"Marble Row” was the row of white marble mansions on Fifth Avenue, between 57th and 58th Streets in Manhattan. Mary Mason Jones, daughter of John Mason (president of the Chemical National Bank), owned the first marble mansion, built in 1871. Cornelius Vanderbilt (1794-1877) also built a mansion on this block.
“Marble row” was cited in print in 1896 and was described in the book Fifth Avenue (1915). Taller buildings were constructed in this neighborhood in the 1900s and the famed marble row mansions were destroyed. Victoria Thompson’s Murder on Marble Row: A Gaslight Mystery (1904) describes life in Marble Row of the 1890s.
30 October 1896, The Sun (New York, NY), pg. 7, col. 5:
CONDON SCHOOL SOLD.
Attachment for $2,200 Against E. B. Condon, the Former Proprietor.
The Condon school, which occupies the two buildings at 741 and 743 Fifth avenue, has changed hands. The Sheriff has received an attachment for $2,200 against its former proprietor, Edward B. Condon. The school is opposite Cornelius Vanderbilt’s house in the most southern house of the marble row.
Glances at the Vicissitudes and Romance of a World Renowned Thoroughfare
New York, NY: Printed for The Fifth Avenue Bank of New York
The block from 57th to 58th Streets, on the east side of the Avenue, was known for years as the “Marble Row.” The row was built by Mrs. Mary Mason Jones, daughter of John Mason, a former president of the Chemical National Bank, from whom she inherited the site.
The City in Slang:
New York Life and Popular Speech
By Irving Lewis Allen
New York, NY: Oxford University Press
The famous Marble Row on Fifth between 57th and 58th streets later was distinctly a Millionaires’ Row.
Lost New York
By Nathan Silver
New York, NY: Wings Books
Mary Mason Jones house, “Marble Row.” Northeast corner of Fifth Avenue and 57th Street
New York (NY) Times
Streetscapes/57th Street and Fifth Avenue; An 1870 Marble Row, Built in an Age of Brownstones
By CHRISTOPHER GRAY
Published: April 7, 2002
THE facade repairs under way at the former Warner Brothers Studio Store, at the northeast corner of 57th Street and Fifth Avenue, are removing the carved cartoon characters and restoring the building’s distinctive white marble, a longtime tradition of other facades in the area near the Plaza Hotel. As it happens, the tradition started on this same site, with the 1870 house of Mary Mason Jones, Edith Wharton’s great-aunt.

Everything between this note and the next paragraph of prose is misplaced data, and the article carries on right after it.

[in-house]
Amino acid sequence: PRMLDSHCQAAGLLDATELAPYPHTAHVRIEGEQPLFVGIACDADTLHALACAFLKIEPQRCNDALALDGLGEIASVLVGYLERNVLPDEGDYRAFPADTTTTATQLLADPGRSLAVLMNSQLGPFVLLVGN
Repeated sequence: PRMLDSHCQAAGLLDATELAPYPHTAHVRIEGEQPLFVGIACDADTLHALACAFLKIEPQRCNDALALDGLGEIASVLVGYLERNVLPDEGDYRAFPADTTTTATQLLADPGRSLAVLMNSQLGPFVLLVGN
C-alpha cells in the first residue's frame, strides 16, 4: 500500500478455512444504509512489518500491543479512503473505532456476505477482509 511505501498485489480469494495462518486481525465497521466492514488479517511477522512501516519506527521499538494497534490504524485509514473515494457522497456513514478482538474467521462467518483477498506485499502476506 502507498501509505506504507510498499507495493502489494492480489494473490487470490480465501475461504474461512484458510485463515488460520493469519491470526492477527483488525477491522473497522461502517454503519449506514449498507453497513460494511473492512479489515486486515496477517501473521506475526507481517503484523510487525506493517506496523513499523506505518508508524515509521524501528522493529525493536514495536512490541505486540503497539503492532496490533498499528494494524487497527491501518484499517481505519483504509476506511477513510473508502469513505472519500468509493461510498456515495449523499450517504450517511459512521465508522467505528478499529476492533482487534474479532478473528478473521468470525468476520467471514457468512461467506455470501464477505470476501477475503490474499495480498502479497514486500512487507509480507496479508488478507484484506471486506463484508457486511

The architect Robert Mook designed a white marble mansion with a mansard roof, nominally following the expansive design of the palace at Fontainebleau in France, especially since it extended along the entire Fifth Avenue blockfront up to 58th Street with a series of matching houses built for Mrs. Jones, all completed in 1870 and called, collectively, Marble Row.
OCLC WorldCat record
Murder on Marble Row : a gaslight mystery
Author: Victoria Thompson
Publisher: New York : Berkley Prime Crime, 2004.
Edition/Format: Print book : Fiction : English : 1st ed
Midwife Sarah Brandt and police detective Sergeant Frank Malloy investigate the arson murder of a wealthy industrialist, in a mystery set in turn-of-the-century New York City.
Curbed - NY
Looking Back at Manhattan’s Lost Gilded Age Mansions
Thursday, February 9, 2012, by Rob Bear
02/09/12 02:31 PM
Anyone who loves this post needs to get their hands on New York: Then and Now (not the crappy Marcia Reiss update but the Dover version), both versions of Lost New York (by Nathan Silver and ironically, Marcia Reiss), and Gotham Comes of Age. Or if you’re cheap, go to the Library of Congress and search through its digital collections for NYC architecture. They have more pictures of these mansions and when you see them, you’ll cry your eyes out. A long stretch of Fifth Avenue was lined with French chateaus, Richardsonian houses, and Beaux Arts mansions. That whole area up to where Bergdorf Goodman now stands was called “Marble Row.” The Cornelius Vanderbuilt II mansion (what BF replaced) was insane, looked like an aristocratic English estate out of Upstairs, Downstairs or something.